We've been busy over here organizing the linen closet, weeding through some old clothes, and emptying a bookcase we're eliminating to clear some space. The bedroom has become a staging ground for bags of clothing and books, but it feels good to rid the apartment of some clutter. And it was a good week to be indoors, with all that rain we had. I also made three bistro aprons a la Martha, using that amazingly luxurious French baker's linen she recommended oh so long ago (that price she gave for the linen: very outdated). I had so much fun folding and tucking the ribbons into place and pulling threads in order to turn the hems perfectly. I just love how they turned out; I may not ever take mine off. In fact, I just listed two of the aprons at my Etsy shop, if anyone else is interested.
But let's get to the interesting stuff: I wish you had come with me on Friday! I had to run to the trim stores, and my errand turned into a visual binge. M&J was virtually empty, so I had the racks of trim all to myself. What a treat to stand back and admire the rows of ribbon and cording, all without being jostled or feeling rushed to make a decision. Next stop was Tinsel Trading, which was all decked out to shoot the Christmas issue of Mary Engelbreit's Home Companion magazine. It looked just like something Alicia would style, with cute little vintage decorations arranged just perfectly inside an antique china cabinet. I wished I could have taken a photo of it myself, just to show you.
Speaking of Alicia, have you read her posts about Anthropologie and the article in the New York Times? I weirdly ended up in two Anthropologie shops on Friday. I needed to return a dress at the shop on Fifth Avenue, and who could resist stopping by the new Rockefeller Center store when I went to Kinokuniya? Rockefeller Center should now be high on the list of Important Crafter's Destinations in New York, with the Japanese bookstore and the new Anthropologie shop just across the plaza from each other. Put it right underneath Sullivan Street (Purl and Purl Patchwork) and 38th Street (see Tinsel Trading, above) on the priority list for your next visit.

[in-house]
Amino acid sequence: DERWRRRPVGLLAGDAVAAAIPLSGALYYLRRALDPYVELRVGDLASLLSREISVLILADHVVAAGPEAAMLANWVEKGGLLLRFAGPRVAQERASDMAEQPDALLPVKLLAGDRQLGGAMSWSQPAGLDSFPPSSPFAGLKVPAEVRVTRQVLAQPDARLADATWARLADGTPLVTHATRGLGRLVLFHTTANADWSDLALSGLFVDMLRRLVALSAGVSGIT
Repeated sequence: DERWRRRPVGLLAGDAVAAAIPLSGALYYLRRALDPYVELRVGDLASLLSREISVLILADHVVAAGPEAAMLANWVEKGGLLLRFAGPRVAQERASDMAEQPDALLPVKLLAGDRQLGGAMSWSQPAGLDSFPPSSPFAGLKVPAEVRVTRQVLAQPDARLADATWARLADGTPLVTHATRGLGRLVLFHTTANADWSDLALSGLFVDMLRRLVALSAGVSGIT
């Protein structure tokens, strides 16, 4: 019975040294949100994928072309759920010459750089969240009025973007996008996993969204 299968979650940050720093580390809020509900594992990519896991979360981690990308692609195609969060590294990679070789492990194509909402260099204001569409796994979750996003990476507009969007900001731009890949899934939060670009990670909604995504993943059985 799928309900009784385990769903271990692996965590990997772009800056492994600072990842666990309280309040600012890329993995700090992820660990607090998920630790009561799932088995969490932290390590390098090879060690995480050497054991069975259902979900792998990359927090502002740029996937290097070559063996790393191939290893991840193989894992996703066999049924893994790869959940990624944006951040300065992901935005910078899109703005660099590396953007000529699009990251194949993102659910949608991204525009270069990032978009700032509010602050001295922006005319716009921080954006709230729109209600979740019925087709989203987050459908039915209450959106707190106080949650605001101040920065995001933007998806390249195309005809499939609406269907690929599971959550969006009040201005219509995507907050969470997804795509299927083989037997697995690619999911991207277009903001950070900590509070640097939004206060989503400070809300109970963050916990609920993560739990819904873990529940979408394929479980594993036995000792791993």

So anyway, the visual treats continued: Kinokuniya has rearranged their craft book section and added lots of new titles. And the new Anthropologie flagship is enormous and beautifully done. They employ the most talented visual display people, don't you think? I love looking at the walls and windows in the store even more than I like looking at the merchandise itself. This location even has a sort of gallery space where an artist's work is displayed (the art is for sale, of course). Really, you must see it. I was completely overwhelmed by the scale of the store and by the number of ideas I got from my visit. Between the trim shops, the Japanese craft books, and two Anthropologie stores it felt almost like I had eaten too much Halloween candy. I should have gone home to read some annual reports or something, just to steady my breathing and heartrate again. (Incidentally, I do know how to read an annual report, but it's been a long time since I actually last did so.)
Oh, and this photo is for Alicia: my very own Peter Pan collar, very similar to hers. Mom made that dress for me and added the collar after I sketched my request. I loved that dress. Who knows why I looked so stressed in the photo; it was taken just after our college graduation ceremony, so maybe we were wondering what to do with our lives?
Ok, I'm off to do the dishes. In my new apron, of course.